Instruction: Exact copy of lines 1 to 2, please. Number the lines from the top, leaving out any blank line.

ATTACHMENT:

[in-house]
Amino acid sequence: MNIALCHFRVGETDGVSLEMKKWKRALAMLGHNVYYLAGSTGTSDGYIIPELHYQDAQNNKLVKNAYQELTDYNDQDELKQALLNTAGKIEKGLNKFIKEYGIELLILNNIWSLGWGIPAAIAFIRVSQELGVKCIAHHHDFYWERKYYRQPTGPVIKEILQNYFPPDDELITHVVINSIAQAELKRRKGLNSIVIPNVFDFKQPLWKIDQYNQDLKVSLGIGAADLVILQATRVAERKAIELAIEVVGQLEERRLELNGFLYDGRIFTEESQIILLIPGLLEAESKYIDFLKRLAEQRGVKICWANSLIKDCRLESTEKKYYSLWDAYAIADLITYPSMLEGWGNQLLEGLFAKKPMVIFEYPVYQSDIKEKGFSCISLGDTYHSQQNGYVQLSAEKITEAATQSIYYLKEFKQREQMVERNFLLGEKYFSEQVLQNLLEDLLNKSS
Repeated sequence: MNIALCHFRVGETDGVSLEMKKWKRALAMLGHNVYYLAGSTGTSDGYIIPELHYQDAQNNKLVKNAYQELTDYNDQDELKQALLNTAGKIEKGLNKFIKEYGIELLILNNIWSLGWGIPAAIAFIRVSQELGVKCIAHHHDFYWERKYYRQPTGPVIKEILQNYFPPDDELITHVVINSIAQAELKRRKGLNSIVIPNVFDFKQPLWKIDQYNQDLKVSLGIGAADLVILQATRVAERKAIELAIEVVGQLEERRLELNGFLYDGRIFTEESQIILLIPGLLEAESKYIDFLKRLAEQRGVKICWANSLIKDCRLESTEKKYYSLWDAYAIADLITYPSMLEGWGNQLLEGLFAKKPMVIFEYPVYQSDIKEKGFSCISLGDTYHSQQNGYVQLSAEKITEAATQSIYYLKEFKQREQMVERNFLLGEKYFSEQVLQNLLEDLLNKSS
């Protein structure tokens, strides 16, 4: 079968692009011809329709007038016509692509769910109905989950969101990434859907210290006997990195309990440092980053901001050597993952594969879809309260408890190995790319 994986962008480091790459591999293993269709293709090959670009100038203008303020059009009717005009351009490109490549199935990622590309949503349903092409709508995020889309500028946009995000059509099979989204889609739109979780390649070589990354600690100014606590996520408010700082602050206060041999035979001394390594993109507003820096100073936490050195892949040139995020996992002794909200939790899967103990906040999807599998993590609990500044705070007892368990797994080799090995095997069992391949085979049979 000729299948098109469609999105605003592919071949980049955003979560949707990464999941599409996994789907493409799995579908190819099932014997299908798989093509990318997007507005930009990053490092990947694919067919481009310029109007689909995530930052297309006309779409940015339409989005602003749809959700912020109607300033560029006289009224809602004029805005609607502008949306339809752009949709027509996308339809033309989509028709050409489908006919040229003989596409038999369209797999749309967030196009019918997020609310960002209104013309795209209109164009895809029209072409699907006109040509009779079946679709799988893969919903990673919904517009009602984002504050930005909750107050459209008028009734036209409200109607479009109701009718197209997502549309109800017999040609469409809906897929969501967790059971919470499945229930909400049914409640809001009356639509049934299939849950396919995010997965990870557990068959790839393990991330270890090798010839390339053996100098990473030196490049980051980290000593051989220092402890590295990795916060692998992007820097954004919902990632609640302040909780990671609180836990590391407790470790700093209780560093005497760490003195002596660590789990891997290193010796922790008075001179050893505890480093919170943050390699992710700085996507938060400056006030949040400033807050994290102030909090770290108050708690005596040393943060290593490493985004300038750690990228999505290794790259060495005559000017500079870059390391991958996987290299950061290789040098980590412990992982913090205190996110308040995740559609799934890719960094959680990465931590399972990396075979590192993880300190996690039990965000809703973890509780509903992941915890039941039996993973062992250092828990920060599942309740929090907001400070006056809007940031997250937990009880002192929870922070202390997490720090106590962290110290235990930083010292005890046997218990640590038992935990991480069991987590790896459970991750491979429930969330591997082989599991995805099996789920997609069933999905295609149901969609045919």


[in-house]
Amino acid sequence: MNIALCHFRVGETDGVSLEMKKWKRALAMLGHNVYYLAGSTGTSDGYIIPELHYQDAQNNKLVKNAYQELTDYNDQDELKQALLNTAGKIEKGLNKFIKEYGIELLILNNIWSLGWGIPAAIAFIRVSQELGVKCIAHHHDFYWERKYYRQPTGPVIKEILQNYFPPDDELITHVVINSIAQAELKRRKGLNSIVIPNVFDFKQPLWKIDQYNQDLKVSLGIGAADLVILQATRVAERKAIELAIEVVGQLEERRLELNGFLYDGRIFTEESQIILLIPGLLEAESKYIDFLKRLAEQRGVKICWANSLIKDCRLESTEKKYYSLWDAYAIADLITYPSMLEGWGNQLLEGLFAKKPMVIFEYPVYQSDIKEKGFSCISLGDTYHSQQNGYVQLSAEKITEAATQSIYYLKEFKQREQMVERNFLLGEKYFSEQVLQNLLEDLLNKSS